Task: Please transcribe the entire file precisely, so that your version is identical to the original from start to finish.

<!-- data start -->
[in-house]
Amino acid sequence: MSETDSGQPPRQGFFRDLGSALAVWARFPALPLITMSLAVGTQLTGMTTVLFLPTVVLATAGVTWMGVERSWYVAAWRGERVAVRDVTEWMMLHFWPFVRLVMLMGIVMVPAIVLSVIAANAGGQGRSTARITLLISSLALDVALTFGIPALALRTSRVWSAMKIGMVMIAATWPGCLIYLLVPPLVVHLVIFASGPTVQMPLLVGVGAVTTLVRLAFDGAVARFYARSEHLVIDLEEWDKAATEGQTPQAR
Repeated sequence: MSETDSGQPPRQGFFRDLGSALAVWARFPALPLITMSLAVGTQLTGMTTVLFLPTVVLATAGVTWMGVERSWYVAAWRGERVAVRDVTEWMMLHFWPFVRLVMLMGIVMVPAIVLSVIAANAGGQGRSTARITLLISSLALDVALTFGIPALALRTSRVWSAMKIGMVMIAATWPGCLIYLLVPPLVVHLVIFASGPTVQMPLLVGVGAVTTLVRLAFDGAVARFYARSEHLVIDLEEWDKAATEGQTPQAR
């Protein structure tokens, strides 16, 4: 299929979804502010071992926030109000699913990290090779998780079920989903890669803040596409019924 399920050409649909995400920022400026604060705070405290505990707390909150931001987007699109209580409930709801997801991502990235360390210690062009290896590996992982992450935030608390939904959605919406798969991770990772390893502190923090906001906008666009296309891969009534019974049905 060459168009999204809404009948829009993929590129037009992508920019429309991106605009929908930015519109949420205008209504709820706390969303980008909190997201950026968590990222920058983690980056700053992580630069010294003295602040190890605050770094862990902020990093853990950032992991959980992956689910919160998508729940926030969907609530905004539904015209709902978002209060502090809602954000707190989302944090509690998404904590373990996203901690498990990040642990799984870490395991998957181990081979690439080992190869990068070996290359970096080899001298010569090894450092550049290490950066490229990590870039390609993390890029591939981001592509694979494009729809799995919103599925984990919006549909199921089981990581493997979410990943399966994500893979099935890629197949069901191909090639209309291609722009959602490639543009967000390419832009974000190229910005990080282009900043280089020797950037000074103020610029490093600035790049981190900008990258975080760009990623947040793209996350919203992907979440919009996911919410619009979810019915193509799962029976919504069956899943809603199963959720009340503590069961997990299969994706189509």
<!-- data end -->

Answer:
[in-house]
Amino acid sequence: MSETDSGQPPRQGFFRDLGSALAVWARFPALPLITMSLAVGTQLTGMTTVLFLPTVVLATAGVTWMGVERSWYVAAWRGERVAVRDVTEWMMLHFWPFVRLVMLMGIVMVPAIVLSVIAANAGGQGRSTARITLLISSLALDVALTFGIPALALRTSRVWSAMKIGMVMIAATWPGCLIYLLVPPLVVHLVIFASGPTVQMPLLVGVGAVTTLVRLAFDGAVARFYARSEHLVIDLEEWDKAATEGQTPQAR
Repeated sequence: MSETDSGQPPRQGFFRDLGSALAVWARFPALPLITMSLAVGTQLTGMTTVLFLPTVVLATAGVTWMGVERSWYVAAWRGERVAVRDVTEWMMLHFWPFVRLVMLMGIVMVPAIVLSVIAANAGGQGRSTARITLLISSLALDVALTFGIPALALRTSRVWSAMKIGMVMIAATWPGCLIYLLVPPLVVHLVIFASGPTVQMPLLVGVGAVTTLVRLAFDGAVARFYARSEHLVIDLEEWDKAATEGQTPQAR
């Protein structure tokens, strides 16, 4: 299929979804502010071992926030109000699913990290090779998780079920989903890669803040596409019924 399920050409649909995400920022400026604060705070405290505990707390909150931001987007699109209580409930709801997801991502990235360390210690062009290896590996992982992450935030608390939904959605919406798969991770990772390893502190923090906001906008666009296309891969009534019974049905 060459168009999204809404009948829009993929590129037009992508920019429309991106605009929908930015519109949420205008209504709820706390969303980008909190997201950026968590990222920058983690980056700053992580630069010294003295602040190890605050770094862990902020990093853990950032992991959980992956689910919160998508729940926030969907609530905004539904015209709902978002209060502090809602954000707190989302944090509690998404904590373990996203901690498990990040642990799984870490395991998957181990081979690439080992190869990068070996290359970096080899001298010569090894450092550049290490950066490229990590870039390609993390890029591939981001592509694979494009729809799995919103599925984990919006549909199921089981990581493997979410990943399966994500893979099935890629197949069901191909090639209309291609722009959602490639543009967000390419832009974000190229910005990080282009900043280089020797950037000074103020610029490093600035790049981190900008990258975080760009990623947040793209996350919203992907979440919009996911919410619009979810019915193509799962029976919504069956899943809603199963959720009340503590069961997990299969994706189509």